This story is by Valerie Meyer and was part of our 2017 Spring Writing Contest. You can find all the Spring Writing Contest stories here.
I-95 is unusually vacant for me. Of course it would be because it is 7:30 PM and not during my routine and mundane commute. I am on my way to a teacher’s conference in Atlanta. (At least, that is what I told my husband, friends, and colleagues.) What I am really on my way to is a new life. According to my therapist, I am in the middle of a midlife crisis.
My fifieth birthday is next week and I have taken a full inventory of my life. I have come to the conclusion that all aspects need an overhaul: career, job, body, marriage, home. In fact, I am making an appointment to see a doctor about a tummy tuck, face lift, and Lasik surgery. Yes, I will appear to have my shit together; however, inside I have a void that I am trying to fill before I fear that I run out of time. Turning fifty scares me for two reasons: 1.) I am getting closer to 100 and 2.) Both of my parents died at the age of fifty.
So, I am proceeding to take a sabbatical from my fifieth birthday. Pretend that it’s just another day. I will not be home to celebrate it with my family or friends. I cannot. It is too painful to face my mortality. Or to see wrinkles, grey hair, and flabby thighs. No, this weekend I will be someone else. Someone I haven’t seen in a while. ME. I will not be a mother, sister, employee or whatever title I am to everyone else. I will take my life inventory and view it as it truly is. I do not want any input from family and friends, who will project onto me their opinions of who and what I am supposed to be. That is not how this will play out for me. I am the age of my parents when they died in that house fire. So fifty is glaring at me now and I want to flee. I am racing away from running out of time.
Well, because I am in a rut and I am bored out of my mind. Marriage isn’t exciting and hasn’t been for a long time. We don’t make time for each other because of our schedules. I see my family at sunrise and then at sunset. I am tired because menopause is on her way and the intermittent hot flashes and mood swings, make me such a ray of sunshine. So much so that my husband has taken to sleeping in the spare bedroom. Along with my personal inventory, I need to make a list for Bradley, my spouse of twenty years. He needs to lose weight, go on a vacation alone, and learn to become more adventurous. Yeah. I’ll give him a list so that he can work on a few things to better himself.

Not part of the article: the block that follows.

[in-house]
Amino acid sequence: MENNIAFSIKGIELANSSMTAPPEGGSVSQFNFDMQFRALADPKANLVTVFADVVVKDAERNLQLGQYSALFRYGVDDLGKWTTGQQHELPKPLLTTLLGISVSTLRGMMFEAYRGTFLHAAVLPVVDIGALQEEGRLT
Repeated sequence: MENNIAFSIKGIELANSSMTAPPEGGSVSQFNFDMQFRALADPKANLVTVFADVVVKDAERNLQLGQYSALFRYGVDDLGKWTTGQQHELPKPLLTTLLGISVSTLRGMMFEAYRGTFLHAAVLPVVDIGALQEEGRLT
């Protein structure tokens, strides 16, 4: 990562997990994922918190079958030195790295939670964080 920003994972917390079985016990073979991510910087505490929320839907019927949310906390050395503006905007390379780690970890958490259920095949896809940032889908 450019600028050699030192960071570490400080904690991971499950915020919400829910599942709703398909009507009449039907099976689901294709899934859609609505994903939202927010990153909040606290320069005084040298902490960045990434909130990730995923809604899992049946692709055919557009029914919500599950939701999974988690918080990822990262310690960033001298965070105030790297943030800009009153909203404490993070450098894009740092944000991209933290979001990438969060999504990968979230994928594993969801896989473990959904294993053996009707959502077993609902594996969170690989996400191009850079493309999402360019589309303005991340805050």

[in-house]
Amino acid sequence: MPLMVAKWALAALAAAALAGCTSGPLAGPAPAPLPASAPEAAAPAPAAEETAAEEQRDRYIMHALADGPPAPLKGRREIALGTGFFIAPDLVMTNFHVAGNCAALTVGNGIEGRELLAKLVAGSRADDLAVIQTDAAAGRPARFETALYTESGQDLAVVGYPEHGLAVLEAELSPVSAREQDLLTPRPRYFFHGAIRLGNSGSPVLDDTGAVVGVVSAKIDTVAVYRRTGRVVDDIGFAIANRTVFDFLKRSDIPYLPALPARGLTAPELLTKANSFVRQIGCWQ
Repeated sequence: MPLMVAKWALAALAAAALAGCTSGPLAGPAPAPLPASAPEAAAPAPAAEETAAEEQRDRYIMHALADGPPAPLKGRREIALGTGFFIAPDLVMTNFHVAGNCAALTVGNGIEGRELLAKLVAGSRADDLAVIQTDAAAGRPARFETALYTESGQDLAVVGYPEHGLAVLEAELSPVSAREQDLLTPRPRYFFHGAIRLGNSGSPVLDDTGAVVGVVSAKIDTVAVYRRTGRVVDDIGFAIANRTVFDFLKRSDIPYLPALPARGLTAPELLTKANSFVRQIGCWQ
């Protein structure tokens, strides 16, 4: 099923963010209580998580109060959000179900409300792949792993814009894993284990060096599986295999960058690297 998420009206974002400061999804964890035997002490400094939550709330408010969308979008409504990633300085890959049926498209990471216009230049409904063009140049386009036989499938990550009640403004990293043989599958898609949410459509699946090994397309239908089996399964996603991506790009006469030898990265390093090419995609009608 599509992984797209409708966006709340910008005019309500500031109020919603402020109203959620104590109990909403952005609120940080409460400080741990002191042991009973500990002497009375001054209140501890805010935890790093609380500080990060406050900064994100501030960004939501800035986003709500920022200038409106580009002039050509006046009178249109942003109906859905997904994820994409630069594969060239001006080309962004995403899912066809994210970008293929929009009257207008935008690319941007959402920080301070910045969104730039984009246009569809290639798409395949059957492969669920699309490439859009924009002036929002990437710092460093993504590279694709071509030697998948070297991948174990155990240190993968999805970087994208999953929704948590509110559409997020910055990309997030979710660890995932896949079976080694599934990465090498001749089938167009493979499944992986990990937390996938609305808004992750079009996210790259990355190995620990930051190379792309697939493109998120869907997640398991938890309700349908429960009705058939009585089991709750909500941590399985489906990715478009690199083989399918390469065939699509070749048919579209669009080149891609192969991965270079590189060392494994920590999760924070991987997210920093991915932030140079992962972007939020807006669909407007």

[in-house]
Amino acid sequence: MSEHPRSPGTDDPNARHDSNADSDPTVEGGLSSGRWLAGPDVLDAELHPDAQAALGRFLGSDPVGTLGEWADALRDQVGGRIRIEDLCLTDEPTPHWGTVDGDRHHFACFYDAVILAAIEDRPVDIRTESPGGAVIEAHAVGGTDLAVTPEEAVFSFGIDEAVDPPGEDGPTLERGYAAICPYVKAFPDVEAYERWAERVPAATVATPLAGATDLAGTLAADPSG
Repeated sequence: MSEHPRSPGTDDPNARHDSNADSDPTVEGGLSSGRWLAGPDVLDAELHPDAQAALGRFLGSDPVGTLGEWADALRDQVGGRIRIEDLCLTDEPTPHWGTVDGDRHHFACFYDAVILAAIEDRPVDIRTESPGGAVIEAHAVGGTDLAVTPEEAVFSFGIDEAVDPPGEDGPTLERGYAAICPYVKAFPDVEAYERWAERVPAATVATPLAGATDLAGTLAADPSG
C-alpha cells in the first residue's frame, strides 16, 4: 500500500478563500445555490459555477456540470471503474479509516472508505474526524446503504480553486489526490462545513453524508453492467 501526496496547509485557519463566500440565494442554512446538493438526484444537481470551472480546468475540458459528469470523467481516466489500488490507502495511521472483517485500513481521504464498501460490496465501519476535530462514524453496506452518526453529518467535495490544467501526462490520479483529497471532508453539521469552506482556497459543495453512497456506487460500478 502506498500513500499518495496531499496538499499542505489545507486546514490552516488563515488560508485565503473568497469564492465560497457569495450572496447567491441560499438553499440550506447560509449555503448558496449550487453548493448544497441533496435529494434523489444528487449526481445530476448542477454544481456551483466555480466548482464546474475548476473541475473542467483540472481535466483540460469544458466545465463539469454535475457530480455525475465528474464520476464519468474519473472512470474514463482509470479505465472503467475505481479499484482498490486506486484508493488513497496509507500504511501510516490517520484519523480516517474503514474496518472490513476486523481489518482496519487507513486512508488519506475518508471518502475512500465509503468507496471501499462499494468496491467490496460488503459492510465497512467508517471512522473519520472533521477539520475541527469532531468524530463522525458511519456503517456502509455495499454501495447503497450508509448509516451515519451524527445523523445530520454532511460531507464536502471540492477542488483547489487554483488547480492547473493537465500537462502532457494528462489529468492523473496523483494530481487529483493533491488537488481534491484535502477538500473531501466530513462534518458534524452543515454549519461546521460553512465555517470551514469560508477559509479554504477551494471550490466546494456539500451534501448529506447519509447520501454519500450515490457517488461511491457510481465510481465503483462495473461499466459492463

I got married later in life. I put off my pursuit of a lot of my dreams in order to help my spouse realize his own. He wanted a career that he could advance in and make a name for himself. As a dutiful wife, I put my life on hold to help him reach his dream. The US Air Force put us in Europe. Yea! Four deployments for him and trips for me. I traveled to Paris (check off the bucket list), Rome (check off the bucket list), Prague (check, check). Then trips to Munich, Stuttgart, and Luxembourg. (Check. Check. Check).
Motherhood was the most rewarding experience of my life. I added “mother” to my bucket list. These babies were gorgeous, full of life, and very creative. As they aged, so did I. I am looking at my babies grow up and I am suddenly aware that their time with me is fleeting. They are maturing and asserting their independence. More sand in the hourglass pouring out against my existence in this place. Damn! Where did the time go? How much time do I have left with them? Is this all there is to life?!
The children are the next ones on my ‘let’s fix everything’ list. My eldest daughter is getting married to a nice enough young man who tends to be too rigid. Out of frustration, I scream “Live while you can! You are TOO young. He will stifle your growth!” every time she mentions the wedding date. Recently, I shared with her my list of what THINGS I THOUGHT SHE NEED TO DO before she walks down the aisle. I have a feeling that after she reads my list, I might be uninvited to their wedding.
Most people expect men to go through this and their wives are seen as innocent, patient bystanders of this particular passage of manhood. Waiting for the husband to either come to his senses and they grow together into the old age sunset. But no one tells you that women go through the same thing. We suffer in silence, complain to our friends, or take up gardening. Not me. Not ever.
My mental bucket list became a things to do before I am fifty. Now it’s a true bucket list. Things I need to do before actually die. Things such as writing a book, getting published, tattooed. Or start bodybuilding, having a fling with a stranger, taking a cruise to the Mediterranean. See The Globe Theatre in England. Being in the world. Taking in sights, sounds, and tastes.
My reverie is abruptly ended when the GPS voice indicated ‘You have reached your destination’. I opened the car door and began walking. Just then my cell phone rang.
“Where are you?” Bradley said teasingly. “You left when the waiter brought out the cake.”
“Did you need to keep announcing my upcoming age to everybody and their mother?”
Chuckling, “It was a joke. Since when is it a crime to tease your wife?”
“I need to go, Bradley.”
“How long will you be gone?”
“A while? How long is this conference?! Couldn’t they have sent someone else? You are not twenty-five anymore. You are fifty with a family, you know. Act your age.”
“Goodbye, Bradley.” I said as I hang up and walk towards the British Airways ticket counter.
The young man smiles and asks me, “How may I help you?”
“I’d like a ticket to London, please.”
“Round trip?” he inquires.
“No. One way.”